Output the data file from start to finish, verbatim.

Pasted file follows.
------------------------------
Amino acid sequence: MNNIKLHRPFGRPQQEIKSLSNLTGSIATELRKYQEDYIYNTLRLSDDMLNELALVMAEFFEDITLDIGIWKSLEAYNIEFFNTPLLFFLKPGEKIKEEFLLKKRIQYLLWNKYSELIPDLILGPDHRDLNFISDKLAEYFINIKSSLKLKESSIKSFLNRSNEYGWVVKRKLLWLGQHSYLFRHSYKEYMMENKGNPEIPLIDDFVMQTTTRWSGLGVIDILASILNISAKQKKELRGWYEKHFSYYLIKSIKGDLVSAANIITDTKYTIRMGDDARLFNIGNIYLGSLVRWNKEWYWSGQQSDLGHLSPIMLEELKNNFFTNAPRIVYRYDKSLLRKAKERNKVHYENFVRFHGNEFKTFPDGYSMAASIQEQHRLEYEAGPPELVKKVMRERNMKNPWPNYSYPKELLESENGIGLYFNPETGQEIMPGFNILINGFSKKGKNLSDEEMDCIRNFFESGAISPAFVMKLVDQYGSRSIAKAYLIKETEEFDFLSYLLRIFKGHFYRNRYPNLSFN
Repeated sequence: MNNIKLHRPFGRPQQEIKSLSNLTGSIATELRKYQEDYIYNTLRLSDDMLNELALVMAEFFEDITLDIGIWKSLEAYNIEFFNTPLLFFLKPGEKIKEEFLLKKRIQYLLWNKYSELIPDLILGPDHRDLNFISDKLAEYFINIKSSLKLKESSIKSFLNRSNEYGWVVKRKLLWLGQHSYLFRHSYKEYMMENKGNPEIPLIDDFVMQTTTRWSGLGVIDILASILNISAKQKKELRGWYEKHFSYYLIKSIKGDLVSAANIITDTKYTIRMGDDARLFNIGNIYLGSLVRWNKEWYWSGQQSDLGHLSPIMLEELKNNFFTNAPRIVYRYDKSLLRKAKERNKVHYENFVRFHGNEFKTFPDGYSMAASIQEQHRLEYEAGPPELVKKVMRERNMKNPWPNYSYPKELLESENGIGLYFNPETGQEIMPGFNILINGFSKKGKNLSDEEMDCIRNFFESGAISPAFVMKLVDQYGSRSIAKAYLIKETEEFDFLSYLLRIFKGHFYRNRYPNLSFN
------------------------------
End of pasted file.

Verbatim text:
Amino acid sequence: MNNIKLHRPFGRPQQEIKSLSNLTGSIATELRKYQEDYIYNTLRLSDDMLNELALVMAEFFEDITLDIGIWKSLEAYNIEFFNTPLLFFLKPGEKIKEEFLLKKRIQYLLWNKYSELIPDLILGPDHRDLNFISDKLAEYFINIKSSLKLKESSIKSFLNRSNEYGWVVKRKLLWLGQHSYLFRHSYKEYMMENKGNPEIPLIDDFVMQTTTRWSGLGVIDILASILNISAKQKKELRGWYEKHFSYYLIKSIKGDLVSAANIITDTKYTIRMGDDARLFNIGNIYLGSLVRWNKEWYWSGQQSDLGHLSPIMLEELKNNFFTNAPRIVYRYDKSLLRKAKERNKVHYENFVRFHGNEFKTFPDGYSMAASIQEQHRLEYEAGPPELVKKVMRERNMKNPWPNYSYPKELLESENGIGLYFNPETGQEIMPGFNILINGFSKKGKNLSDEEMDCIRNFFESGAISPAFVMKLVDQYGSRSIAKAYLIKETEEFDFLSYLLRIFKGHFYRNRYPNLSFN
Repeated sequence: MNNIKLHRPFGRPQQEIKSLSNLTGSIATELRKYQEDYIYNTLRLSDDMLNELALVMAEFFEDITLDIGIWKSLEAYNIEFFNTPLLFFLKPGEKIKEEFLLKKRIQYLLWNKYSELIPDLILGPDHRDLNFISDKLAEYFINIKSSLKLKESSIKSFLNRSNEYGWVVKRKLLWLGQHSYLFRHSYKEYMMENKGNPEIPLIDDFVMQTTTRWSGLGVIDILASILNISAKQKKELRGWYEKHFSYYLIKSIKGDLVSAANIITDTKYTIRMGDDARLFNIGNIYLGSLVRWNKEWYWSGQQSDLGHLSPIMLEELKNNFFTNAPRIVYRYDKSLLRKAKERNKVHYENFVRFHGNEFKTFPDGYSMAASIQEQHRLEYEAGPPELVKKVMRERNMKNPWPNYSYPKELLESENGIGLYFNPETGQEIMPGFNILINGFSKKGKNLSDEEMDCIRNFFESGAISPAFVMKLVDQYGSRSIAKAYLIKETEEFDFLSYLLRIFKGHFYRNRYPNLSFN